Editor's Window1 Oct, 2006 By: Sara Ferris
Outsourcing Outrage: But more companies look outside for help.
Like it or not, outsourcing is an issue that affects us all. Even if your company doesn't currently outsource work, it may well do so in the future. Slightly more than 40% of respondents in this month's Quick Poll report that their companies have outsourced CAD work, with close to 11% sending it overseas (also known as offshoring).
Manufacturing tends to be the poster child for outsourcing, given the long-standing trend of U.S. manufacturers to move that function abroad to companies with much lower labor costs. Since 1998, an estimated 3.4 million U.S. manufacturing jobs have been lost, and pay for those that remain has declined by 2.7% in the last year alone, according to the Economic Policy Institute.
But outsourcing broadly means enlisting workers outside your company to help complete your projects. Those projects aren't restricted to design and manufacturing. Anything a company does theoretically can be outsourced—customer service, IT support, sales, billing and so forth.
In a recent series of articles (CAD Manager's Newsletter, www.cadalyst.com/CADManagerNewsletter/), Robert Green examined outsourcing as a business practice, and in the process drew complaints from both sides: readers who felt he was promoting the practice and outsourcing companies who thought he was recommending against it. To read some of those readers' comments go to the Cadalyst Dialog Box (www.cadalyst.com/dialogbox/).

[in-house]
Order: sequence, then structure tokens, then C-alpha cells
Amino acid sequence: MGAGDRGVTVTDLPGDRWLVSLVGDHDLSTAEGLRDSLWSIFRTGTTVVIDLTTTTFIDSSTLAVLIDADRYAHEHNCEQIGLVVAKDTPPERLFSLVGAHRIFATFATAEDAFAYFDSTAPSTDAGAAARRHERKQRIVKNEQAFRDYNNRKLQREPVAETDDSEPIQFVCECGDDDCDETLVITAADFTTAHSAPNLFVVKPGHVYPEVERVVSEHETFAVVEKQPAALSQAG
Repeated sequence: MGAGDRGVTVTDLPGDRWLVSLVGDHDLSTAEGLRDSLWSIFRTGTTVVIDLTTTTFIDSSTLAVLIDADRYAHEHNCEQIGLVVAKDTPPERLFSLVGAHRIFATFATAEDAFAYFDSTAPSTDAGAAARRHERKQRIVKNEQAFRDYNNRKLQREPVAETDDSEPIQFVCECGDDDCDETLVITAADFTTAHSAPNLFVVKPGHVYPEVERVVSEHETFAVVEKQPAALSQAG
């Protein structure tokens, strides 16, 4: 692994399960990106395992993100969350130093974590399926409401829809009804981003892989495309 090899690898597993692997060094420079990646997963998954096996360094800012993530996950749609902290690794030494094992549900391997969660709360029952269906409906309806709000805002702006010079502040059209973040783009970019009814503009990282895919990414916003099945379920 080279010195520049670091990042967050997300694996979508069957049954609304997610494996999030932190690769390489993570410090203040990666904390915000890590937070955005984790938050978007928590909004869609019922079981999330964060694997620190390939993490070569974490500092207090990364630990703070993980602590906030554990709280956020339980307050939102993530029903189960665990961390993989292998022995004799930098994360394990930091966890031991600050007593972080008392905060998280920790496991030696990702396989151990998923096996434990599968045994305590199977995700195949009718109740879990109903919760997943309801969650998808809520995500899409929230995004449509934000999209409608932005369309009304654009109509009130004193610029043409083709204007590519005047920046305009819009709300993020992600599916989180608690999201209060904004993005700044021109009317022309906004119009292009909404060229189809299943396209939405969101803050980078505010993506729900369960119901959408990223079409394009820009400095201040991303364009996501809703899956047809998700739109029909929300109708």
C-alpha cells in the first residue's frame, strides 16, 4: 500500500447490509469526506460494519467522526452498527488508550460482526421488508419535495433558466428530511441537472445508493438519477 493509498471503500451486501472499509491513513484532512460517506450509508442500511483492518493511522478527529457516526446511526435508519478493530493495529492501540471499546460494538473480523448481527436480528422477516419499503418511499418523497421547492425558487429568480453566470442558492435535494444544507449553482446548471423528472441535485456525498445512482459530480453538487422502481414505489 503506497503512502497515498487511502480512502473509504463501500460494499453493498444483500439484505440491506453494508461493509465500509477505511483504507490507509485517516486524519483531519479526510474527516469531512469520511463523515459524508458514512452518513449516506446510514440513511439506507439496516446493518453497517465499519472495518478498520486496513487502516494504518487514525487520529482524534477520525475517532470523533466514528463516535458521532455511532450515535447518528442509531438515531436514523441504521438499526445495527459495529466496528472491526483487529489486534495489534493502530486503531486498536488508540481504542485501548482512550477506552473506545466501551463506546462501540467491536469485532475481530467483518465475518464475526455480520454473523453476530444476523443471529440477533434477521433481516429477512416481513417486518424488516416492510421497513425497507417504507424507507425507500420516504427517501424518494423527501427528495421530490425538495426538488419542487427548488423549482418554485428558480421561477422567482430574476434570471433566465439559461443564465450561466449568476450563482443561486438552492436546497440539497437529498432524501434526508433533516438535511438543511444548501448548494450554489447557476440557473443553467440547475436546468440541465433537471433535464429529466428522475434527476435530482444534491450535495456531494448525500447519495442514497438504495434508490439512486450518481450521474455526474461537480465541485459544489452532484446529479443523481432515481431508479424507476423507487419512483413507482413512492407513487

Outsourcing clearly isn't good for those currently doing the work, but it's not something we can ignore in hopes that it will go away. I expect pressures on companies to cut costs to continue. Even when business is improving, many firms are reluctant to add permanent staff positions. Instead, outsourcing increases to match the workload.
Part of the problem is that businesses tend to focus on short-term performance. Outsourcing can generate immediate savings in labor costs, while the potential costs to the business may not show up for a while. And sometimes the costs don't fit neatly into a line item—what if your outside contractor misses a deadline and delays your project?
Green's recent series anticipates potential consequences such as those. Companies would do well to carefully consider all costs and risks of outsourcing rather than simply compare direct costs.
Last month we relayed the experiences of SolidWorks with a rogue employee of an India-based contractor, who tried to sell the SolidWorks source code to various competitors (www.cadalyst.com/0905techtrends/). Recently, my local paper reported on the experiences of KIC Group, a truck-part manufacturer whose China-based general manager stole $800,000 and set up a shadow corporation to divert $2.5 million more from KIC's China factory. When KIC tried to sell the factory, employees rioted, but police refused to intervene, calling it a business dispute.
What's interesting is that even after being burned by outsourcing, these two companies remain committed to it. This trend seems difficult, if not impossible, to reverse. I'd be interested to hear your thoughts—send them to email@example.com.